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Best Shortstop in Baseball

Written by Jonathan Lidskin

In the current state of the MLB, shortstops might have the biggest responsibility out of any position on the diamond. They are nicknamed the “captain of the infield” for a reason. They typically are good contact hitters with a really good glove and a strong arm. Their leadership is usually what guides a good team through the ups and downs of a long 162 game season. With that being said, who is the best shortstop in baseball? This debate could go on forever, but here are my top 5:

Note: Bo Bichette is not on this list because he didn’t have the minimum plate appearances last year to be qualified according to Baseballsavant.

5. Fernando Tatis Jr.

Fernando Tatis Jr. was having arguably the best season of any shortstop in the league last year before his injury in mid-August. Tatis was hitting .317 with 22 homers in 84 games played. The number of games played might seem small compared to other shortstops from last season, but there is no doubt Tatis looked like one of the best young players in the game. His defensive abilities shined as it seemed like he was on SportsCenter every night for his spectacular plays in the field. So, if Tatis was having this great of a season, why isn’t he higher? There are two reasons. The first is that Tatis is unproven. He has played one year in the MLB and in the one season, he barely played over half the season. With that much inexperience, it is hard to rank him higher. The second reason is that he was extremely lucky at the plate last year. Now, anyone can say that about any player, but for Tatis, there are stats to back it up. Tatis’ expected batting average according to Baseballsavant was .058 lower than his actual batting average. This simply means that there were plenty of times when Tatis simply didn’t hit the ball all that hard, but hit it in the right spot. For these two reasons, Tatis cannot be ranked higher than 5, but he definitely has a bright young future in the MLB.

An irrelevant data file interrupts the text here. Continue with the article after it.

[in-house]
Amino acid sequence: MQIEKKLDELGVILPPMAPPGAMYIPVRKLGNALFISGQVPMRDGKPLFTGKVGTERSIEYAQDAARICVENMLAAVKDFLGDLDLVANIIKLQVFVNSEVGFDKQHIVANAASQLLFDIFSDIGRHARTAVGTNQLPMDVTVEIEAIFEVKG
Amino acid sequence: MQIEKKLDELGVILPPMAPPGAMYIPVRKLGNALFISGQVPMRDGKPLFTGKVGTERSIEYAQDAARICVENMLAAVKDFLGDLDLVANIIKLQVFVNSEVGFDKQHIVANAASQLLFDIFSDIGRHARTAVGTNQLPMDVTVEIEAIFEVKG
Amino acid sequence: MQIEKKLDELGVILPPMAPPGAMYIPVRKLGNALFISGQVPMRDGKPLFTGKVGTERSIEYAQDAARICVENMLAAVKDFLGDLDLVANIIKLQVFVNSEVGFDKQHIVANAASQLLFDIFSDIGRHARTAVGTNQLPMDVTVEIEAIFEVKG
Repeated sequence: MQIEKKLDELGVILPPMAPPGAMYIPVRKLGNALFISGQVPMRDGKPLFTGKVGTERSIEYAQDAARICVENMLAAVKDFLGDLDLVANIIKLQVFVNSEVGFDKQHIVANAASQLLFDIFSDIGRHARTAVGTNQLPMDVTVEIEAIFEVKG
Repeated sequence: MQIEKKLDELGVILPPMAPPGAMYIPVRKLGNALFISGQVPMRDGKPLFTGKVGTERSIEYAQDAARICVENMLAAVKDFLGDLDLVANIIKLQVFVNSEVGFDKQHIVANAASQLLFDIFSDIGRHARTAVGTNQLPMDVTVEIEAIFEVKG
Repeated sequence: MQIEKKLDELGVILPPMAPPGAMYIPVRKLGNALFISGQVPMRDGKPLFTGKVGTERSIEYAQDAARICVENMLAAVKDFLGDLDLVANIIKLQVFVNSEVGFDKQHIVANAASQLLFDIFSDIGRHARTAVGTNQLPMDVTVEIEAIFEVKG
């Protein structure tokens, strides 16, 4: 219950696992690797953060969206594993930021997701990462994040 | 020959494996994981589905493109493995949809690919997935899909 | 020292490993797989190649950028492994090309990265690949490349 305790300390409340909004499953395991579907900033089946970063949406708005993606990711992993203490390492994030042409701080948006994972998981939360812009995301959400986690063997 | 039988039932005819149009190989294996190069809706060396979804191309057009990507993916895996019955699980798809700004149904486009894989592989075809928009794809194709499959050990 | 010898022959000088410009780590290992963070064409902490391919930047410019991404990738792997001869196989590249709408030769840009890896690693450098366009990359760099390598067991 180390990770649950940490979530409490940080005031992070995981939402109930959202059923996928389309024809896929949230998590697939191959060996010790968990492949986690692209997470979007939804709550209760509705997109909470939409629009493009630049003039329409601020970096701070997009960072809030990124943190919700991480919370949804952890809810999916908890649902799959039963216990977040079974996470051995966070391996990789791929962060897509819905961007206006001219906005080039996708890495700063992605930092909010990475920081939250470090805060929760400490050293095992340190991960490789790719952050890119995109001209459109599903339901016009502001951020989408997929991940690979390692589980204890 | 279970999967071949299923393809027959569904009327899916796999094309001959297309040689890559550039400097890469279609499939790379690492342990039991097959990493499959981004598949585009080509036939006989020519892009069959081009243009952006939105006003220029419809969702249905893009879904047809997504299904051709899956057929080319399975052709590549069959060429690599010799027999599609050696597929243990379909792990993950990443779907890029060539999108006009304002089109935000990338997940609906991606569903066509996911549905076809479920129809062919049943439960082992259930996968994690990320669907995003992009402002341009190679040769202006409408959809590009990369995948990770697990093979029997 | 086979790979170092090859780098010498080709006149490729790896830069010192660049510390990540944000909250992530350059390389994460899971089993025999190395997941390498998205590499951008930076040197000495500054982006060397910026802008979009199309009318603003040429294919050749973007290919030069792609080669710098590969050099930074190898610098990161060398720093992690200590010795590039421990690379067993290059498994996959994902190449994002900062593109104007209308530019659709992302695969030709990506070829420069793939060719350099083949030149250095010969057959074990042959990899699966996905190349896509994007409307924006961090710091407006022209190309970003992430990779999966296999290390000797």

4. Trevor Story

Trevor Story is another player on this list that is a 5 tool player. The Colorado Rockies shortstop posted a 6.1 WAR last season and hit 35 home runs in a lineup that could definitely swing the bat. Story also showed people last year that he had good instincts from the shortstop position and established himself as an essential piece to the Rockies future. Like Tatis, Story has two reasons that he is not higher than number 4. The first is the same reason as Tatis. Last season Story hit .294 and his expected batting average was only .264. He had a somewhat lucky season and according to advanced stats, shouldn’t have had nearly as good of numbers as he did. The second reason is that Story plays 81 games of the season at Coors Field. I don’t usually bash a player for the ballpark he plays at, but Coors Field is the most hitter friendly park in baseball because of the high altitude in Colorado. This inflates Story’s numbers even more, but despite all that, Story is an established shortstop at 27 years old and has much of his prime left.